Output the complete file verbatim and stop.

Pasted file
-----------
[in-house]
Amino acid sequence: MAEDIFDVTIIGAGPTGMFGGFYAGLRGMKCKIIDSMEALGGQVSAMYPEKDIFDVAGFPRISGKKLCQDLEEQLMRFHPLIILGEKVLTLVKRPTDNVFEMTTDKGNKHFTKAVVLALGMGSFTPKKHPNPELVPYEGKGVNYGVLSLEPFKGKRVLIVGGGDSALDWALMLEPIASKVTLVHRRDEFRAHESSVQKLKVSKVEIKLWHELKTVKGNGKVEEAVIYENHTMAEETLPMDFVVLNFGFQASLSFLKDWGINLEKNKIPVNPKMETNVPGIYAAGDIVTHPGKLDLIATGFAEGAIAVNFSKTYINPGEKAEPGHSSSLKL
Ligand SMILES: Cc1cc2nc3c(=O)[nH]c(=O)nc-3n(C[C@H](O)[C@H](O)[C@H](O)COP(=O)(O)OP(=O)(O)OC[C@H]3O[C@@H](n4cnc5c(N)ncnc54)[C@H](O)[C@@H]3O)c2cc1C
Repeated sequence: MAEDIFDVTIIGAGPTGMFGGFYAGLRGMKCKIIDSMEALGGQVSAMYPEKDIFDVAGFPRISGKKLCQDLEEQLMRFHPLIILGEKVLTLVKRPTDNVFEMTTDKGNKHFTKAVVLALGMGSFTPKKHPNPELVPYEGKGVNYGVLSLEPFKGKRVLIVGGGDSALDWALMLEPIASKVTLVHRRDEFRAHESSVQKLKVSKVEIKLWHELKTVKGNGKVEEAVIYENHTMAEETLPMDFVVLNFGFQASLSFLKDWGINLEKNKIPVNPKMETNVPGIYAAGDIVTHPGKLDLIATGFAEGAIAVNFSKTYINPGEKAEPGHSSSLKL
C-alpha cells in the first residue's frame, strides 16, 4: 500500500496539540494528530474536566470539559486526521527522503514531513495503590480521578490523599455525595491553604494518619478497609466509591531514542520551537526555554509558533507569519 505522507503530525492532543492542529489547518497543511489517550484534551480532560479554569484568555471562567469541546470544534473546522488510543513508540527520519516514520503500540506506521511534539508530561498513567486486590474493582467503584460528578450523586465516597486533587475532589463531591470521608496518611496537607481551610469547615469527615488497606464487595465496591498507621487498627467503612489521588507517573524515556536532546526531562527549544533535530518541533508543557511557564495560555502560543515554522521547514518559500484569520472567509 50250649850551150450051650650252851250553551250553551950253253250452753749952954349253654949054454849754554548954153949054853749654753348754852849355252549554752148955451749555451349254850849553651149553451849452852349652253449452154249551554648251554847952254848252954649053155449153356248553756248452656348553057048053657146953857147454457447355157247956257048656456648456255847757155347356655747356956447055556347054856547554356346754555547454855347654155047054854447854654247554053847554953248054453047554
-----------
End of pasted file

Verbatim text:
[in-house]
Amino acid sequence: MAEDIFDVTIIGAGPTGMFGGFYAGLRGMKCKIIDSMEALGGQVSAMYPEKDIFDVAGFPRISGKKLCQDLEEQLMRFHPLIILGEKVLTLVKRPTDNVFEMTTDKGNKHFTKAVVLALGMGSFTPKKHPNPELVPYEGKGVNYGVLSLEPFKGKRVLIVGGGDSALDWALMLEPIASKVTLVHRRDEFRAHESSVQKLKVSKVEIKLWHELKTVKGNGKVEEAVIYENHTMAEETLPMDFVVLNFGFQASLSFLKDWGINLEKNKIPVNPKMETNVPGIYAAGDIVTHPGKLDLIATGFAEGAIAVNFSKTYINPGEKAEPGHSSSLKL
Ligand SMILES: Cc1cc2nc3c(=O)[nH]c(=O)nc-3n(C[C@H](O)[C@H](O)[C@H](O)COP(=O)(O)OP(=O)(O)OC[C@H]3O[C@@H](n4cnc5c(N)ncnc54)[C@H](O)[C@@H]3O)c2cc1C
Repeated sequence: MAEDIFDVTIIGAGPTGMFGGFYAGLRGMKCKIIDSMEALGGQVSAMYPEKDIFDVAGFPRISGKKLCQDLEEQLMRFHPLIILGEKVLTLVKRPTDNVFEMTTDKGNKHFTKAVVLALGMGSFTPKKHPNPELVPYEGKGVNYGVLSLEPFKGKRVLIVGGGDSALDWALMLEPIASKVTLVHRRDEFRAHESSVQKLKVSKVEIKLWHELKTVKGNGKVEEAVIYENHTMAEETLPMDFVVLNFGFQASLSFLKDWGINLEKNKIPVNPKMETNVPGIYAAGDIVTHPGKLDLIATGFAEGAIAVNFSKTYINPGEKAEPGHSSSLKL
C-alpha cells in the first residue's frame, strides 16, 4: 500500500496539540494528530474536566470539559486526521527522503514531513495503590480521578490523599455525595491553604494518619478497609466509591531514542520551537526555554509558533507569519 505522507503530525492532543492542529489547518497543511489517550484534551480532560479554569484568555471562567469541546470544534473546522488510543513508540527520519516514520503500540506506521511534539508530561498513567486486590474493582467503584460528578450523586465516597486533587475532589463531591470521608496518611496537607481551610469547615469527615488497606464487595465496591498507621487498627467503612489521588507517573524515556536532546526531562527549544533535530518541533508543557511557564495560555502560543515554522521547514518559500484569520472567509 50250649850551150450051650650252851250553551250553551950253253250452753749952954349253654949054454849754554548954153949054853749654753348754852849355252549554752148955451749555451349254850849553651149553451849452852349652253449452154249551554648251554847952254848252954649053155449153356248553756248452656348553057048053657146953857147454457447355157247956257048656456648456255847757155347356655747356956447055556347054856547554356346754555547454855347654155047054854447854654247554053847554953248054453047554